The code eh, although eligible as ccTLD for Western Sahara, has never been assigned and does not exist in DNS. Only one subdomain is still registered in gb (ISO 3166-1 for the United Kingdom) and no new registrations are being accepted for it. Sites in the UK generally use uk (see below).

The former .um ccTLD for the U.S. Minor Outlying Islands was removed in April 2008. Under RFC 1591 rules .um is eligible as ccTLD on request by the relevant governmental agency and local Internet user community.

ccTLDs not in ISO 3166-1

Six ccTLDs are currently in use despite not being ISO 3166-1 two-letter codes. Some of these codes were in older ISO 3166-1 two-letter codes (now listed in ISO 3166-3).

  • uk (United Kingdom): The ISO 3166-1 code for the United Kingdom is GB, however the JANET network had already selected uk as a top-level identifier for its pre-existing Name Registration Scheme, and this was incorporated into the top-level domains. gb was assigned with the intention of a transition, but this never occurred and the use of uk is now entrenched.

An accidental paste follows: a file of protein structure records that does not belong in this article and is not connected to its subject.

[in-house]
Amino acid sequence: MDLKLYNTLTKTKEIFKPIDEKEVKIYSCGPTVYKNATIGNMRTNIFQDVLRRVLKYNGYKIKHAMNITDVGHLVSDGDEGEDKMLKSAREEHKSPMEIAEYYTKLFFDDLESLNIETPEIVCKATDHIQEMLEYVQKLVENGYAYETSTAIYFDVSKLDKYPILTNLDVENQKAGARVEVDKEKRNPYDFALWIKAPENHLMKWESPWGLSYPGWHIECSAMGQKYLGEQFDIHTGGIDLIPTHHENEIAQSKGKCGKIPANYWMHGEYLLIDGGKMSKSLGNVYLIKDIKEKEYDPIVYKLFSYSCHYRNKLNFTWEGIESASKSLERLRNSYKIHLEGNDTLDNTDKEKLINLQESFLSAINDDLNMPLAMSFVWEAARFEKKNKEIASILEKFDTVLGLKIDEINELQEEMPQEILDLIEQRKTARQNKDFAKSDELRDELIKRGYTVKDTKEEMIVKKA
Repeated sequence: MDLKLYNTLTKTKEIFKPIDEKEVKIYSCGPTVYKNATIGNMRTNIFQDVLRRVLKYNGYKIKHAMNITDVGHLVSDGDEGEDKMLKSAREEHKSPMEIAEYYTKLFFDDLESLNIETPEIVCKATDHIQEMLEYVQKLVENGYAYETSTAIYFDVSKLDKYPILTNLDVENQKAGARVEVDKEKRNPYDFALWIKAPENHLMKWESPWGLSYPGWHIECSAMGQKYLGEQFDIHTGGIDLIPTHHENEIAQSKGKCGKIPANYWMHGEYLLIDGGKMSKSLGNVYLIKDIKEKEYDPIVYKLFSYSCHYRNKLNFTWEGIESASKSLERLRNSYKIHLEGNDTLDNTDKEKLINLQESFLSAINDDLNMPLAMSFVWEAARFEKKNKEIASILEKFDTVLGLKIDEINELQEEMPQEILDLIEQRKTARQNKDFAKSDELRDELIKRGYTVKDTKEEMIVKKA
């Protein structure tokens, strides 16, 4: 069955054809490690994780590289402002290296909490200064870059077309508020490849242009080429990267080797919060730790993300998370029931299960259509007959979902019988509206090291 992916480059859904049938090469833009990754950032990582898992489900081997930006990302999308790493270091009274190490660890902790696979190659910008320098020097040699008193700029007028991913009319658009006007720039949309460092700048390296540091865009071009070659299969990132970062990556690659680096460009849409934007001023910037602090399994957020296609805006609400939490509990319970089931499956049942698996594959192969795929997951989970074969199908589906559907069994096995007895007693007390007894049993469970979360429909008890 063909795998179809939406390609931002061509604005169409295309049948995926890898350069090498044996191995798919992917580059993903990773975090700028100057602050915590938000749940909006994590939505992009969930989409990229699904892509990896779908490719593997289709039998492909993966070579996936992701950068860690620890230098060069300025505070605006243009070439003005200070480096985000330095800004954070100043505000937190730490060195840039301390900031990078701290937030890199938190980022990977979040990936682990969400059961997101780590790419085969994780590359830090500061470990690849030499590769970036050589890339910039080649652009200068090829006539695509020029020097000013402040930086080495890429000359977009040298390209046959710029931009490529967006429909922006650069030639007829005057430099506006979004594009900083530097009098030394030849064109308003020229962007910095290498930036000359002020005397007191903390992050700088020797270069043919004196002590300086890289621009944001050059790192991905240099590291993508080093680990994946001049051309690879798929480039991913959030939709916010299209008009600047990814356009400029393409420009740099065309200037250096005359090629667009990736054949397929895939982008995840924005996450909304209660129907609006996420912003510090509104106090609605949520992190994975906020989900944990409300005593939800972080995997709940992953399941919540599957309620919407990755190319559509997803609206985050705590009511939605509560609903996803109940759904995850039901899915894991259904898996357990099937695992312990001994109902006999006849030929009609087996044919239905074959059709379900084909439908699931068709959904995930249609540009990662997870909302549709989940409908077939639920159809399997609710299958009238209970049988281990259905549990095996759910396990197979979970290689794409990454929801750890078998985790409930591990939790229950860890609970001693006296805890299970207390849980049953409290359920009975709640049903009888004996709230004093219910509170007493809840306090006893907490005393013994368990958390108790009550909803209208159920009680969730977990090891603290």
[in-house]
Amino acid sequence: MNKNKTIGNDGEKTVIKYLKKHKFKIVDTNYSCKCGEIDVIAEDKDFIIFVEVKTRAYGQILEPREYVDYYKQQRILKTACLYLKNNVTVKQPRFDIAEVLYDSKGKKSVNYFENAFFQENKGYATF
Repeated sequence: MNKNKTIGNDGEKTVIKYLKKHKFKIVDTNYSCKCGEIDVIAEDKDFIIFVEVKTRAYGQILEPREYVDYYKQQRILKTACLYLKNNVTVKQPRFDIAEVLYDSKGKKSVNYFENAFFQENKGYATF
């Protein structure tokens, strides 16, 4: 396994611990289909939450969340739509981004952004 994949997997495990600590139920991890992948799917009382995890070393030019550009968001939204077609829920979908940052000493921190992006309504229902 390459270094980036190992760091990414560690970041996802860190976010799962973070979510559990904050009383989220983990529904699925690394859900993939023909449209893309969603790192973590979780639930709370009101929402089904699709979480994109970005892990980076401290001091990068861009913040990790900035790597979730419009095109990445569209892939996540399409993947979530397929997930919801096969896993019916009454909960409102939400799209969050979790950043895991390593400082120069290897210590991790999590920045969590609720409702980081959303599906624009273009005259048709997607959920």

• su (the obsolete ISO 3166 code for Soviet Union): Assigned when the Soviet Union was still extant and SU was its assigned ISO 3166 code. The su managers stated in 2001 they will commence accepting new su registrations, but it is unclear whether this action is compatible with ICANN policy.
  • ac (Ascension Island): This code is a vestige of IANA's decision in 1996 to allow the use of codes reserved in the ISO 3166-1 alpha-2 reserve list for use by the Universal Postal Union. The decision was later reversed, with Ascension Island now the sole outlier. (Three other ccTLDs, gg (Guernsey), im (Isle of Man) and je (Jersey) also fell under this category from 1996 until they received corresponding ISO 3166 codes in March 2006.)